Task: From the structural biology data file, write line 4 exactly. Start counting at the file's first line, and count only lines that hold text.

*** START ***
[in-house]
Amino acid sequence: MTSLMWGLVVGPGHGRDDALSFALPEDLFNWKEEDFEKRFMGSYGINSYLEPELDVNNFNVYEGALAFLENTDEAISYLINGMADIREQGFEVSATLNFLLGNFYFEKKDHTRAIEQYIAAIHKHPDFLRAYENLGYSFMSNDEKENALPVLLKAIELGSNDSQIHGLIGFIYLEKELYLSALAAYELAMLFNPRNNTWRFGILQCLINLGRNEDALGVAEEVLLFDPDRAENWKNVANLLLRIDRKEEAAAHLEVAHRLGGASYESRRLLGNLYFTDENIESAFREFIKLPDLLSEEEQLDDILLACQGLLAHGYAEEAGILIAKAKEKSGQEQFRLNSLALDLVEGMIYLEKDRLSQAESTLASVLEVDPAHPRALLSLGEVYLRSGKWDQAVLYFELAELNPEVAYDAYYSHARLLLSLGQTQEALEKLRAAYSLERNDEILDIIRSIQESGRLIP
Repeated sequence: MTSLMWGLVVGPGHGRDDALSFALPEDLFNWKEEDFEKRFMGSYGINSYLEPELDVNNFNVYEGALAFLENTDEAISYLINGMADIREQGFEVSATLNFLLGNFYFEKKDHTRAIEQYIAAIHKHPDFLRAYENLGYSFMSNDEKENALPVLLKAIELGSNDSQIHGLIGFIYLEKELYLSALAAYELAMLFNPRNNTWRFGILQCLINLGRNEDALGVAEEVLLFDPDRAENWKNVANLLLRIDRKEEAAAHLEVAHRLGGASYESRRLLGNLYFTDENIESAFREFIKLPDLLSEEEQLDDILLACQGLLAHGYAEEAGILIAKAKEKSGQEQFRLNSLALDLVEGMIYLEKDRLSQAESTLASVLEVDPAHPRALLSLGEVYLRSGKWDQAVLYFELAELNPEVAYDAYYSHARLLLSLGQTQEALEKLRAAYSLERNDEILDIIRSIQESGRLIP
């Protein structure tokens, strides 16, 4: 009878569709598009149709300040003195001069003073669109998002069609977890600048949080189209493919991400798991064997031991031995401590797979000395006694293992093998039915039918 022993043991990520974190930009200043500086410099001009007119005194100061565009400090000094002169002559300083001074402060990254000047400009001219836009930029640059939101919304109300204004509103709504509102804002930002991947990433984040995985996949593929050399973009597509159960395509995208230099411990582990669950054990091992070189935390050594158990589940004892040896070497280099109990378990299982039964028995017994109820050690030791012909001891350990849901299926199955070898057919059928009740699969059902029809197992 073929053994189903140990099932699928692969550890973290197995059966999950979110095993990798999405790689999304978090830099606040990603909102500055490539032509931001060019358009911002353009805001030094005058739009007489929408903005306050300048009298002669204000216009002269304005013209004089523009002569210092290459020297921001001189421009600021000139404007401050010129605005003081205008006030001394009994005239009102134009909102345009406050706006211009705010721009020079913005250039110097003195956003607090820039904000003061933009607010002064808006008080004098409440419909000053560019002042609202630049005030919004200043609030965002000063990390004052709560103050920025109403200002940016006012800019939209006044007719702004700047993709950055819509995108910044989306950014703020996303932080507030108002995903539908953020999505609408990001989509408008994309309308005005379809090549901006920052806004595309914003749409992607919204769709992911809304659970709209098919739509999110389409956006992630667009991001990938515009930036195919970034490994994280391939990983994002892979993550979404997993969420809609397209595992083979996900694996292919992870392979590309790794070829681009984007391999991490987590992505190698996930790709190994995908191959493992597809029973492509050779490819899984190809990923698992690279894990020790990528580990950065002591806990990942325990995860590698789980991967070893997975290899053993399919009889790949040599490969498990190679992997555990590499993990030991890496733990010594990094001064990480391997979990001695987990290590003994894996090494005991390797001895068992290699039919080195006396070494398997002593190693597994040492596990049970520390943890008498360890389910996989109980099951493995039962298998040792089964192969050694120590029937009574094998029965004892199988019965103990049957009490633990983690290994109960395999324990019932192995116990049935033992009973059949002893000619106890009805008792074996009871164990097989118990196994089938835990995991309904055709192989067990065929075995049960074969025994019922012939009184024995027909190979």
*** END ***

């Protein structure tokens, strides 16, 4: 009878569709598009149709300040003195001069003073669109998002069609977890600048949080189209493919991400798991064997031991031995401590797979000395006694293992093998039915039918 022993043991990520974190930009200043500086410099001009007119005194100061565009400090000094002169002559300083001074402060990254000047400009001219836009930029640059939101919304109300204004509103709504509102804002930002991947990433984040995985996949593929050399973009597509159960395509995208230099411990582990669950054990091992070189935390050594158990589940004892040896070497280099109990378990299982039964028995017994109820050690030791012909001891350990849901299926199955070898057919059928009740699969059902029809197992 073929053994189903140990099932699928692969550890973290197995059966999950979110095993990798999405790689999304978090830099606040990603909102500055490539032509931001060019358009911002353009805001030094005058739009007489929408903005306050300048009298002669204000216009002269304005013209004089523009002569210092290459020297921001001189421009600021000139404007401050010129605005003081205008006030001394009994005239009102134009909102345009406050706006211009705010721009020079913005250039110097003195956003607090820039904000003061933009607010002064808006008080004098409440419909000053560019002042609202630049005030919004200043609030965002000063990390004052709560103050920025109403200002940016006012800019939209006044007719702004700047993709950055819509995108910044989306950014703020996303932080507030108002995903539908953020999505609408990001989509408008994309309308005005379809090549901006920052806004595309914003749409992607919204769709992911809304659970709209098919739509999110389409956006992630667009991001990938515009930036195919970034490994994280391939990983994002892979993550979404997993969420809609397209595992083979996900694996292919992870392979590309790794070829681009984007391999991490987590992505190698996930790709190994995908191959493992597809029973492509050779490819899984190809990923698992690279894990020790990528580990950065002591806990990942325990995860590698789980991967070893997975290899053993399919009889790949040599490969498990190679992997555990590499993990030991890496733990010594990094001064990480391997979990001695987990290590003994894996090494005991390797001895068992290699039919080195006396070494398997002593190693597994040492596990049970520390943890008498360890389910996989109980099951493995039962298998040792089964192969050694120590029937009574094998029965004892199988019965103990049957009490633990983690290994109960395999324990019932192995116990049935033992009973059949002893000619106890009805008792074996009871164990097989118990196994089938835990995991309904055709192989067990065929075995049960074969025994019922012939009184024995027909190979």